Words will follow in this space later. Right now, it’s time for a lengthy stroll down memory lane because we are now talking about Patrick Kane’s time with the Chicago Blackhawks in the past tense and that one hell of a realization.
Let’s start with the second game of Kane’s career, when he roasted Detroit Red Wings goalie Dominik Hasek — a player Kane grew up watching in Buffalo — with this shootout goal:
Up to the second round of the 2009 Stanley Cup Playoffs we go and this hat trick from Kane that sent the Vancouver Canucks home in Game 6, capped with an insane backhander past Roberto Luongo:
You know where we’re headed next: Game 6 of the 2010 Stanley Cup Finals.
Postseason highlights ruled the day for the first half of Kane’s career, like this hat trick in Game 5 against the Los Angeles Kings in the 2013 Western Conference Final that ended their season as well:
The 2014 playoffs did not end in a Cup, but it wasn’t due to a lack of highlights from Kane. There was this incredible backhand goal in Game 1 against the Minnesota Wild:
And this OT winner later in the same series:
Against the Kings that postseason, Kane was on a line with Andrew Shaw and Brandon Saad that damn near carried the Hawks past the Kings in the WCF by itself. In Game 6, Kane set up Duncan Keith for the tying goal then provided the winner himself:
Perhaps the high point of this entire era — with Kane as one of its central figures — came on June 15, 2015, as the Blackhawks won a third Stanley Cup in six seasons but clinched at the United Center for the first time, thanks to this Kane dagger in the final minutes of Game 6:
Seriously, go watch that again. It may not have ever been better than it was in that exact moment — a high we’ll be chasing as Blackhawks fans for the rest of our lives.
Those postseason games never included shootouts, but there were plenty of shootout highlights to be had from Kane’s career:
The next season, Patrick Kane and Artemi Panarin became teammates and hilarity ensued. Watch him make the New York Islanders look like a bantam team for about two minutes before ending the shift with a goal:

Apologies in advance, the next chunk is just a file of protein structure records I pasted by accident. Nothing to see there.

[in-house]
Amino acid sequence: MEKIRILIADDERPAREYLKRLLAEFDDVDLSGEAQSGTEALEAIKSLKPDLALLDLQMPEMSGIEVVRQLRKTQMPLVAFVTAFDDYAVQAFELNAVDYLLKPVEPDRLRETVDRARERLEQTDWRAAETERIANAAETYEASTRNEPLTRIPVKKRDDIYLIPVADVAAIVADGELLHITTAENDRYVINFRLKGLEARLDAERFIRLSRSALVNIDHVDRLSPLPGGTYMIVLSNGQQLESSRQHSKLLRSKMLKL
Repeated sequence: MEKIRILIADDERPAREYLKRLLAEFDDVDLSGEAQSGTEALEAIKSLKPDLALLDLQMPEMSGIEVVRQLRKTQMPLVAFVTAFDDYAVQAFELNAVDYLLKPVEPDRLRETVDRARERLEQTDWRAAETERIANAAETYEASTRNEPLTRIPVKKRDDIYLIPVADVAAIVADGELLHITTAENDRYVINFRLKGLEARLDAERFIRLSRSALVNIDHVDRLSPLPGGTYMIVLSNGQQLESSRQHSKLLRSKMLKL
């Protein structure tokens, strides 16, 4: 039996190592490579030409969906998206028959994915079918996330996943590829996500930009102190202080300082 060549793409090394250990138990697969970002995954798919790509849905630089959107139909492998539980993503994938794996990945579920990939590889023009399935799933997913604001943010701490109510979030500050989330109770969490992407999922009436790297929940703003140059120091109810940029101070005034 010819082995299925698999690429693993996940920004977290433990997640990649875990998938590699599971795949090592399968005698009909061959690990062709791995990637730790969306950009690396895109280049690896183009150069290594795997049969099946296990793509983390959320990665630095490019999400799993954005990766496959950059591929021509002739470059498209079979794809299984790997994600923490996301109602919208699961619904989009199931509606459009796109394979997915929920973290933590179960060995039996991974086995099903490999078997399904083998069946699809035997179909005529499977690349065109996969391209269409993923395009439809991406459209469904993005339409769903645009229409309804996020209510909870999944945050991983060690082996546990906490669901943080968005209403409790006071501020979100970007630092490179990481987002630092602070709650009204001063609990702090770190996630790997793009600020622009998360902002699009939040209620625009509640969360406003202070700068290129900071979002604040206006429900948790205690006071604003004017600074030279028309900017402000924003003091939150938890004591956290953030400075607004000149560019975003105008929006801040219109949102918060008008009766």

Watch how freaking far this backhand pass goes from Kane to Panarin:
Listen to the visiting broadcast’s reaction to this one:
I swear that Kane and Panarin invented this exact goal: Kane skates behind the net from left to right but throws a backhand pass back out in front to Panarin, who’s waiting just above the goal line to one-time it into the net:
There were a lot of Kane and Panarin highlights. Here are a bunch more of them:
For those who appreciate the offensive artistry between those two, a chance to watch them together on the New York Rangers for the rest of this season is a tantalizing prospect.
As Panarin departed, Alex DeBrincat emerged, and another formidable offensive duo with Kane created highlight after highlight:
Want some backhand spin-o-rama goals? We got those, too:
How about a spin-o-rama pass?
As Kane grew older and younger players who referenced him as influences on their own playing styles — like Toronto Maple Leafs forward Auston Matthews — started coming into the league, Kane was still ready to offer a reminder of who he was:
In his final game as a member of the Blackhawks, on his final shift while in overtime, this went down as Kane’s final act (because we’re just going to ignore the shootout, as everyone should — unless it’s a Kane highlight):
What a ride.